I’m sure you’ve all been on tenterhooks waiting for an update on this one. I am safely at home in bed, typing ability in tact, and in much less pain than I anticipated.
I should add, I didn’t listen to metal. I am a sucker for alliteration.
So what did you listen to?
The night before, when I was in my bed (again), looking nervous, I made a pretty long playlist. Revealing the full playlist, while in the spirit of transparency and knowledge exchange, may be embarrassing, so I’m only going to share the songs I actually listened to.
I started listening once they started the real thing, i.e. not for the local anaesthetic. I couldn’t see the MP3 player under the gown so was restricted to skipping songs until I got to one I could hear.
So I started with King George, Dover, then skipped for a while to Sk8r Boi, Avril Lavigne, and finished with You Drive me Crazy (album version), Britney Spears. Really, those were the only songs that were loud enough and had a catchy enough tune for me to recognise them instantly. The exception was Rollercoaster, Blink 182, which I did recognise but just didn’t find as engaging.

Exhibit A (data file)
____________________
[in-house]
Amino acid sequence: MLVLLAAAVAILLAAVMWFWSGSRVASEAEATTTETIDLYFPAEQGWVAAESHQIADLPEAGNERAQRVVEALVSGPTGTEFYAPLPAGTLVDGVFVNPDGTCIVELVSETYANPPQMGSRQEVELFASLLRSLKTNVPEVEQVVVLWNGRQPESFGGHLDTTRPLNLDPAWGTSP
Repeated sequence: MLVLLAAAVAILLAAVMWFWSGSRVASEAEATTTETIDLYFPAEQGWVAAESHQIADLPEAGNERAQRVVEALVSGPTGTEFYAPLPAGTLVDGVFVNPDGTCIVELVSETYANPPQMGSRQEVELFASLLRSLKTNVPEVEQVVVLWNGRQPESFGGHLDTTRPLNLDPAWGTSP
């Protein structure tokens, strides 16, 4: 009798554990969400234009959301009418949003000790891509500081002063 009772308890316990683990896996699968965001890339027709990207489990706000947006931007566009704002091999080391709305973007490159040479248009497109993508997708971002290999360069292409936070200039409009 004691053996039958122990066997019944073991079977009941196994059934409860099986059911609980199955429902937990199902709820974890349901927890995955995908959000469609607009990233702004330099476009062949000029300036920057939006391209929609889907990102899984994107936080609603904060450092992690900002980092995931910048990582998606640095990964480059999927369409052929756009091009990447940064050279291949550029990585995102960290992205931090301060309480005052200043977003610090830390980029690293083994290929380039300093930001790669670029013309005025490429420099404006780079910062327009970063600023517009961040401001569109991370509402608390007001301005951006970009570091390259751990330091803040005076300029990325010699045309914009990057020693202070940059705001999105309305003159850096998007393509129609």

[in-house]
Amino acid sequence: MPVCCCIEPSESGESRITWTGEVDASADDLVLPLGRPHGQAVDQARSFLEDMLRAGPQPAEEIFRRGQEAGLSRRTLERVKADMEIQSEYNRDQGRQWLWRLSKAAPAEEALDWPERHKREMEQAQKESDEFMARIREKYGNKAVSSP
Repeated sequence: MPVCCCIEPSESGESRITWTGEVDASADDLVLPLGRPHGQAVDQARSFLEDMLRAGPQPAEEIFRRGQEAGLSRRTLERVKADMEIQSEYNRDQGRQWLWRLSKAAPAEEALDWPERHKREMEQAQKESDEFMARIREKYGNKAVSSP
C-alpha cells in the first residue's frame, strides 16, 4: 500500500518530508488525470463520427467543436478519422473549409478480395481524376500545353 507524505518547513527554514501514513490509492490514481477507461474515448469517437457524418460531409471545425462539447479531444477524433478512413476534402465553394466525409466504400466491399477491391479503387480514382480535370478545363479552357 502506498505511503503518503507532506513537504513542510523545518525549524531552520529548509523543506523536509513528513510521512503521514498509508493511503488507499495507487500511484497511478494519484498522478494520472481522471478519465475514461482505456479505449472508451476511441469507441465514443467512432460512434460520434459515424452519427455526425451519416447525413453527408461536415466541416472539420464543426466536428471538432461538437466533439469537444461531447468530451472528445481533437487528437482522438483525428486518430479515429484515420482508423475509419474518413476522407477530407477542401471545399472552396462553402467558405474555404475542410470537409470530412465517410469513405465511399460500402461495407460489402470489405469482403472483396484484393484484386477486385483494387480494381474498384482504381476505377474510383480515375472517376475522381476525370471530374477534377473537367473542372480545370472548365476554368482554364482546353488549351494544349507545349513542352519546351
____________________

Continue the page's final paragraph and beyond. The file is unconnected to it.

Did you feel less anxious?
I really, really did. It was a slightly different procedure (extraction rather than coronectomy), so there was less drilling. I had been terribly nervous (more so than before the last time). But last time I couldn’t control my surroundings at all, and this time I could, a little. I think that this is a huge part of how music can be useful.
I also found the music much more engaging – I knew it, I liked it, I could have sung along if not for the obvious problems there.
You’re saying that you didn’t feel relaxed by music that you’ve defined as relaxing. Doesn’t that totally invalidate your research?
Actually, I really don’t think it does, and it has helped me to think more clearly about what’s different about my PhD.
The point is, with situational anxiety, your main concern is dealing with the situation at hand, and music can really help that. If you need something to distract you from your pain or your nerves, music that you like and know well (and have good associations with) is fantastic.
When treating an anxiety disorder (which is what I’m researching), the main concern is not dealing with the situation at hand, it is dealing with the seemingly-uncontrollable level of anxiety. Relaxation (music or otherwise) is not implemented to make you forget you’re in the scary situation. In fact, it is quite the opposite. Relaxation is there to tell your body that it is okay to stay in the scary place.
If you have any music that helps you cope with anxiety, I’d love to know what you listen to, and why you find it helpful. Please comment below.